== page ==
There is a new SPB (Semantic Publishing Benchmark) 256 Mtriple record with Virtuoso.
As before, the result has been measured with the feature/analytics branch of the v7fasttrack open source distribution, and it will soon be available as a preconfigured Amazon EC2 image. The updated benchmarks AMI with this version of the software will be out there within the next week, to be announced on this blog.
RDF query optimization is harder than the relational equivalent; first, because there are more joins, hence an NP complete explosion of plan search space, and second, because cardinality estimation is harder and usually less reliable. The work on characteristic sets, pioneered by Thomas Neumann in RDF3X, uses regularities in structure for treating properties usually occurring in the same subject as columns of a table. The same idea is applied for tuning physical representation in the joint Virtuoso / MonetDB work published at WWW 2015.
The Virtuoso results discussed here, however, are all based on a single RDF quad table with Virtuoso's default index configuration.
Introducing query plan caching raises the Virtuoso score from 80 qps to 144 qps at the 256 Mtriple scale. The SPB queries are not extremely complex; lookups with many more triple patterns exist in actual workloads, e.g., Open PHACTS. In such applications, query optimization indeed dominates execution times. In SPB, data volumes touched by queries grow near linearly with data scale. At the 256 Mtriple scale, nearly half of CPU cycles are spent deciding a query plan. Below are the CPU cycles for execution and compilation per query type, sorted by descending sum of the times, scaled to milliseconds per execution. These are taken from a one minute sample of running at full throughput.
Test system is the same used before in the TPC-H series: dual Xeon E5-2630 Sandy Bridge, 2 x 6 cores x 2 threads, 2.3GHz, 192 GB RAM.
We measure the compile and execute times, with and without using hash join. When considering hash join, the throughput is 80 qps. When not considering hash join, the throughput is 110 qps. With query plan caching, the throughput is 145 qps whether or not hash join is considered. Using hash join is not significant for the workload but considering its use in query optimization leads to significant extra work.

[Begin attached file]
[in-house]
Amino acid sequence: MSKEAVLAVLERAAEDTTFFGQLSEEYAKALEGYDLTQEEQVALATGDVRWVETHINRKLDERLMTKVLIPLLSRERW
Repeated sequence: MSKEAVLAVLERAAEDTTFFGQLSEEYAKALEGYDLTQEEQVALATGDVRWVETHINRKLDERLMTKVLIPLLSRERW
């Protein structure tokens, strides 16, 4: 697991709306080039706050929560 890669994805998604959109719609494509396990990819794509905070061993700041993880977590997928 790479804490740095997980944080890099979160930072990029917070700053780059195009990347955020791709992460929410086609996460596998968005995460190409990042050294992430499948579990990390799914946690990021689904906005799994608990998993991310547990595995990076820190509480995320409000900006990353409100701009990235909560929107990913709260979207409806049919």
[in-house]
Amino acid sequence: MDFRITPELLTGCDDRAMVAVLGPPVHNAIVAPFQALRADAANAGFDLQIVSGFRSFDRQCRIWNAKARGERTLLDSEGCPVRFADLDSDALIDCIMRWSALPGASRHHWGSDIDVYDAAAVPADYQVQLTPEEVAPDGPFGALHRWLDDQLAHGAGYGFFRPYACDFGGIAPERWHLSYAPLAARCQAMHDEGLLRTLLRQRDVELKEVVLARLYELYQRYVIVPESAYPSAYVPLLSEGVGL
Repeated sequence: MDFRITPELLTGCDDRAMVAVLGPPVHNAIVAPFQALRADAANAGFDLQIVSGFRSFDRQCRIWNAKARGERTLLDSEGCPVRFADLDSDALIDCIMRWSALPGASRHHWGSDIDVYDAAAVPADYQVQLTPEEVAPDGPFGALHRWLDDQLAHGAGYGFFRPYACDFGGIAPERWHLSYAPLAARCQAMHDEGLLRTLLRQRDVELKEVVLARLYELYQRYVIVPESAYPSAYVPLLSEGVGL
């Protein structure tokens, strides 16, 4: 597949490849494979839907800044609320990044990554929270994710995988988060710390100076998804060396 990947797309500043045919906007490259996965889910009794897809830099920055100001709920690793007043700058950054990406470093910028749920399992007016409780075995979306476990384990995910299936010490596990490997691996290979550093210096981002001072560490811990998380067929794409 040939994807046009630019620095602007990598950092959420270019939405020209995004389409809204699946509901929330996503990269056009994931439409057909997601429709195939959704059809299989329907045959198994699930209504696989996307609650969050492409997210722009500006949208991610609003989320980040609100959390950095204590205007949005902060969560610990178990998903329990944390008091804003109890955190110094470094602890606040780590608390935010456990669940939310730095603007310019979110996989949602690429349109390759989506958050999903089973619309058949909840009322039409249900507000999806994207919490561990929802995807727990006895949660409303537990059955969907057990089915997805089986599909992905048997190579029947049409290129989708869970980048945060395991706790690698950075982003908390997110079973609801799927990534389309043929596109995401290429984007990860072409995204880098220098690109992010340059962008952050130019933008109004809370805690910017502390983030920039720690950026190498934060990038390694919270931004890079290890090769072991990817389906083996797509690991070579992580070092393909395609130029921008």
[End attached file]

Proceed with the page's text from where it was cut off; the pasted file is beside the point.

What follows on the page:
Considering hash join always slows down compilation, and sometimes improves and sometimes worsens execution. Some improvement in cost-model and plan-space traversal-order is possible, but altogether removing compilation via caching is better still. The results are as expected, since a lookup workload such as SPB has little use for hash join by nature.
The rationale for considering hash join in the first place is that analytical workloads rely heavily on this. A good TPC-H score is simply unfeasible without this as previously discussed on this blog. If RDF is to be a serious contender beyond serving lookups, then hash join is indispensable. The decision for using this however depends on accurate cardinality estimates on either side of the join.
Previous work (e.g., papers from FORTH around MonetDB) advocates doing away with a cost model altogether, since one is hard and unreliable with RDF anyway. The idea is not without its attraction but will lead to missing out of analytics or to relying on query hints for hash join.
The present Virtuoso thinking is that going to rule based optimization is not the preferred solution, but rather using characteristic sets for reducing triples into wider tables, which also cuts down on plan search space and increases reliability of cost estimation.
When looking at execution alone, we see that actual database operations are low in the profile, with memory management taking the top 19%. This is due to CONSTRUCT queries allocating small blocks for returning graphs, which is entirely avoidable.